Mood: Currently resisting the urge to scrawl a tedious screed aimed at print publications and critics who rarely write about hip-hop unless it’s to weigh in on the moral quandaries presented by rape-rap and America’s favorite gay not-gay rapper. It’s the music journo equivalent of royal wedding coverage. That’s neither a critique on talent nor said artists’ worth, but rather that every other rap group doing remotely interesting things gets ignored (NO, WIZ KHALIFA IS NOT DOING INTERESTING THINGS). I’m not asking for wall to wall coverage of Shabazz Palaces, Hail Mary Mallon, Mike Eagle, Green Ova Underground, [insert any one of the musically progressive rappers dropping albums in May/June], but it would be nice to read a scintillating think-piece on Aesop Rock, Rob Sonic, and the best late night eating spots in San Francisco (Grub Stake, El Farolito, enlighten me…].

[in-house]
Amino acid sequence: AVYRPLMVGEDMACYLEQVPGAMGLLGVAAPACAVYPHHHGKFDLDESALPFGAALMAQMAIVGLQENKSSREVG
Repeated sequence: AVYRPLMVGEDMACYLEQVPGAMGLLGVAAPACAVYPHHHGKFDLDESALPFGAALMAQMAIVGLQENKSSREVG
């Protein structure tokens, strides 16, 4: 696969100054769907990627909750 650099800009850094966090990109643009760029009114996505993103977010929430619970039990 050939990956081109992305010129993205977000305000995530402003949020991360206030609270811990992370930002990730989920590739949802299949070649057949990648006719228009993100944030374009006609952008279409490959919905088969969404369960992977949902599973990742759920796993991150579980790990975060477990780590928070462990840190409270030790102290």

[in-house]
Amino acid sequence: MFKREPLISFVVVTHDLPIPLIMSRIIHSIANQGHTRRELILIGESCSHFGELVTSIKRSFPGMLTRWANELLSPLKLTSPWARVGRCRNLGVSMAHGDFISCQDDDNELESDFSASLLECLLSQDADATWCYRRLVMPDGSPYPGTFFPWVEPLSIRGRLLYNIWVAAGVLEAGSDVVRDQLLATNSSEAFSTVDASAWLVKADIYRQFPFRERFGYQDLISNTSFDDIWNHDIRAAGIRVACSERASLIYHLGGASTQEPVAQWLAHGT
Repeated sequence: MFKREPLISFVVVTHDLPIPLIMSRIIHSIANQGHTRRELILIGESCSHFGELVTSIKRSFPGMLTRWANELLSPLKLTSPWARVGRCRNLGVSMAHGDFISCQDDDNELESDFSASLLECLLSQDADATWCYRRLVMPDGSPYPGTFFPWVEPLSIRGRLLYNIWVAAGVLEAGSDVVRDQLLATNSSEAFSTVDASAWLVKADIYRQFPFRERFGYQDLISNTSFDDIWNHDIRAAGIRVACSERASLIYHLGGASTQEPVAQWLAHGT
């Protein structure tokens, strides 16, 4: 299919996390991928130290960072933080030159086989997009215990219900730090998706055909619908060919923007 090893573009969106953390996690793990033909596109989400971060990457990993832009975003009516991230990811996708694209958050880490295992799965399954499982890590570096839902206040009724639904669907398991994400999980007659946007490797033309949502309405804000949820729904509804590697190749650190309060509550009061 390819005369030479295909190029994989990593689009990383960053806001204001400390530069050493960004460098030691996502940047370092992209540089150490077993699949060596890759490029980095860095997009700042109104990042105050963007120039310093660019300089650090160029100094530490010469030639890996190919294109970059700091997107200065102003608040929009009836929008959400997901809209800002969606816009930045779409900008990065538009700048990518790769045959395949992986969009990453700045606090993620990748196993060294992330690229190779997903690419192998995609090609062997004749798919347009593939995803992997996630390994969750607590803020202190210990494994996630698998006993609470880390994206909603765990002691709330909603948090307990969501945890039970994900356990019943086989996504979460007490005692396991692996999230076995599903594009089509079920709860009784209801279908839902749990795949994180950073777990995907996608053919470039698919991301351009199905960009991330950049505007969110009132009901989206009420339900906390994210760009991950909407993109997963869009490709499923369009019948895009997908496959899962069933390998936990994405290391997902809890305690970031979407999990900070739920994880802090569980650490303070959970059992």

File Denver’s vowel-averse velocirappers, BLKHRTS into the category of those blowing up boxes while delivering a bizarre discomfiting atmosphere. Sach’s February Q&A was thorough, but further listening reveals the group’s scarred but subtle thoughtfulness. Whenever a rapper name-drops a group like Joy Division, it drives easily impressed critics to lavish praise on their “stunning eclectism.” The BLKHRTS kick an abrasive racket, but their references run deeper than name-drops — hence, a twisted sample from Warsaw (Joy Division before they re-branded.). Or lifting loops from Eraserhead. Or writing the best one-line description I’ve read all year that verged dangerously close to being the worst: M.O.P. meets Morrissey.
Their latest track “SX, DRGS, VLNC, MN, DTH” touches on the immutable aspects of existence — as they point out, “besides that, what else is left?” Rather than bemoaning their lack of national press coverage, they violently channel their aggression in the booth. This is no salvo against haters or critics or their own shortcomings, but rather the migraine bylaws that govern us all. Merging the Mash Out Posse’s lead pipe rap with a disjointed post-Def Jux aesthetic, their voices sound like they’ve been slit with oxes. The beat moves with the clattering velocity of a subway car going off the rails and murdering dozens. Admittedly, this lacks mass appeal. It’s brutal and heavy and unstintingly dark. The qualities that suddenly everyone adores.